draw();
		},BPS_TO_TIMER(60));
	});
	return 0;
}
END_OF_MAIN();

 
  • main() is the main game function, this is where our game starts.
  • First up, we call enable_debug() function to be able to see what happens during allegro.js initialisation. the 'debug' argument is the id property of a html
    element that will be used for debugging. In our example 'debug' element is the yellow box below the game screen.
  • allegro_init_all() initialises allegro and installs all of the subsystems, graphics, mouse, sounds, timers and keyboards. It takes the same arguments as set_gfx_mode(), which are a canvas element id, and pixel dimensions. In our example, canvas is the white box above the debugging console.
  • ready() takes function as an argument and executes it only after every image loaded with load_bitmap() has loaded and every sample loaded with load_sample() is ready to play. If you load a graphics file in allegro.js, you will not be able to use it or access its properties right away, as it needs to load first. when the ready() handler executes, everything that has been scheduled for download before calling ready() is already loaded and you can both use the assets and access their properties.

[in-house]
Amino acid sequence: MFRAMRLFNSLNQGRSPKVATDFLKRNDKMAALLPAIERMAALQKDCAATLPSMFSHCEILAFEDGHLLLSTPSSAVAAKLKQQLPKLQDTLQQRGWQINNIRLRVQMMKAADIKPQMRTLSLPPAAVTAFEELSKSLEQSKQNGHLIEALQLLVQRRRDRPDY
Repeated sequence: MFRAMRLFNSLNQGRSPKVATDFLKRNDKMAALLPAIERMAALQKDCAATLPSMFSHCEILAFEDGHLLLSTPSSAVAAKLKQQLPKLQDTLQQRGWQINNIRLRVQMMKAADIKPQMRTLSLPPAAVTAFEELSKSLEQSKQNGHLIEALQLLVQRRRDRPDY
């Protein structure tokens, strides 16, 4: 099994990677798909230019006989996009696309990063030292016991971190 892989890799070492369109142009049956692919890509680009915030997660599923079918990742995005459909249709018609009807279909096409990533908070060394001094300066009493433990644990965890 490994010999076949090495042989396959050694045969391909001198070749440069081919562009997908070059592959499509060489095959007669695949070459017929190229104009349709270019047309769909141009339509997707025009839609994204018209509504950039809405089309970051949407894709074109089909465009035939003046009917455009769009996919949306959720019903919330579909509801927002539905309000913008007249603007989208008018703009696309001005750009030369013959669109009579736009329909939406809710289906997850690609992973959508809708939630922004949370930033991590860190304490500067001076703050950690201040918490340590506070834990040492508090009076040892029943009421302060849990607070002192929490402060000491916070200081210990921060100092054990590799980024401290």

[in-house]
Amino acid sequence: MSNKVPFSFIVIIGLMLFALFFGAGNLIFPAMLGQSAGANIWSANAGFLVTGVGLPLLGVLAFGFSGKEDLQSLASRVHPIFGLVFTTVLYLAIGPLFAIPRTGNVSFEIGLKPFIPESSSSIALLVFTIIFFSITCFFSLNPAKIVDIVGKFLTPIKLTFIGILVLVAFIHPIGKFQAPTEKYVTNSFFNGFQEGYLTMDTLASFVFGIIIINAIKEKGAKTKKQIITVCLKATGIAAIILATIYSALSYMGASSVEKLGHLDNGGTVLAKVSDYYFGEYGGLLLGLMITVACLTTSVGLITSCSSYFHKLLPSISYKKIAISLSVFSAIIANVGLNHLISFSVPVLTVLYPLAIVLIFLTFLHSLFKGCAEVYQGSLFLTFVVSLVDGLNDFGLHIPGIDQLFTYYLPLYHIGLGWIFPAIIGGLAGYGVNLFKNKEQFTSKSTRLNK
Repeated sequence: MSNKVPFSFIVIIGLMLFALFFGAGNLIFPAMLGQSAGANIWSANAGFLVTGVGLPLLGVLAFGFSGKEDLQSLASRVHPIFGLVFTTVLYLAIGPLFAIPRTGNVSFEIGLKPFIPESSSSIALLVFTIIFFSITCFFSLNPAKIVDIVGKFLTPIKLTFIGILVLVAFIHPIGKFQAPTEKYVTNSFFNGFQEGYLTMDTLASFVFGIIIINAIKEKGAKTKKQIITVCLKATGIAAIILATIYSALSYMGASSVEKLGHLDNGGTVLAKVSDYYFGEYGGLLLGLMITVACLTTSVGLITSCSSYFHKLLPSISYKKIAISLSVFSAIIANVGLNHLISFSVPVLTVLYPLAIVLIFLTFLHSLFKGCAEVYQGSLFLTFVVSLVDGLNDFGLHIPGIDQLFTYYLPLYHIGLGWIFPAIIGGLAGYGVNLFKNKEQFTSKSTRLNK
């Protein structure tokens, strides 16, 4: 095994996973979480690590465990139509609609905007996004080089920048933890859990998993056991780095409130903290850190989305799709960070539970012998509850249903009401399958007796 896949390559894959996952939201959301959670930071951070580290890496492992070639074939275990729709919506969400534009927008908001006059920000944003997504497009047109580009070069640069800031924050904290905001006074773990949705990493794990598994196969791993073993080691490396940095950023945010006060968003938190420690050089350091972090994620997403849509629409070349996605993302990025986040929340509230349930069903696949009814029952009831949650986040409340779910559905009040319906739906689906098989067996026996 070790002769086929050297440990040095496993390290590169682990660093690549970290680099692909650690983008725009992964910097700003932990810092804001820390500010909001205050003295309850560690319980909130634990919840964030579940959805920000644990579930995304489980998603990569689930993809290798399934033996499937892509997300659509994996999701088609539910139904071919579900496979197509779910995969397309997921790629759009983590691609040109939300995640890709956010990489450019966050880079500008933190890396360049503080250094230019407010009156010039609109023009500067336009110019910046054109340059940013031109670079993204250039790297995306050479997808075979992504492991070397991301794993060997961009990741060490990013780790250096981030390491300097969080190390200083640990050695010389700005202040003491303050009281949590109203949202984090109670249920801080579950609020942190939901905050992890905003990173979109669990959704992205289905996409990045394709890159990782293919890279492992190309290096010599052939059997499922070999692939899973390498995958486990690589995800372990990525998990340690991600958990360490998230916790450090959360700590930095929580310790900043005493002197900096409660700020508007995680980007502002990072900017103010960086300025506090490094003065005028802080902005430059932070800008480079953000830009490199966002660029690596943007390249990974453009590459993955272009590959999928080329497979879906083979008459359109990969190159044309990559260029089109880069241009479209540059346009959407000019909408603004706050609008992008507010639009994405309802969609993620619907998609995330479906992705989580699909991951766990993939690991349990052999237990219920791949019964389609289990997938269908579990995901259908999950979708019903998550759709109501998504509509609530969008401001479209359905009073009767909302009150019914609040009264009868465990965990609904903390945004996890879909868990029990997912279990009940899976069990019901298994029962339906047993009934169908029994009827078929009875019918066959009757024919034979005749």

• loop() takes the main game loop function as an argument. There can be only one loop() and you can specify the refresh rate as well. In this example we are using 60 BPS as our loop interval. This equals to 60 frames per second. Thus, clear_to_color(), draw() and update() will all be called 60 times per second, but only after everything has been loaded.
  • return 0; is completely unnecessary, but I wrote it automatically and it looks nice, so let it be there. In original Allegro, which used C, main() function was an actual default entry point of applications, that could accept command-line arguments and return error level. 0 stands for no error.
  • END_OF_MAIN(); macro sets up an event waiting for the entire website html code to load, to make sure that our functions can fish for canvas and debug elements/
  • var x = 100,y = 100; are global variables. They will be accessible and consistent from every single function of our game code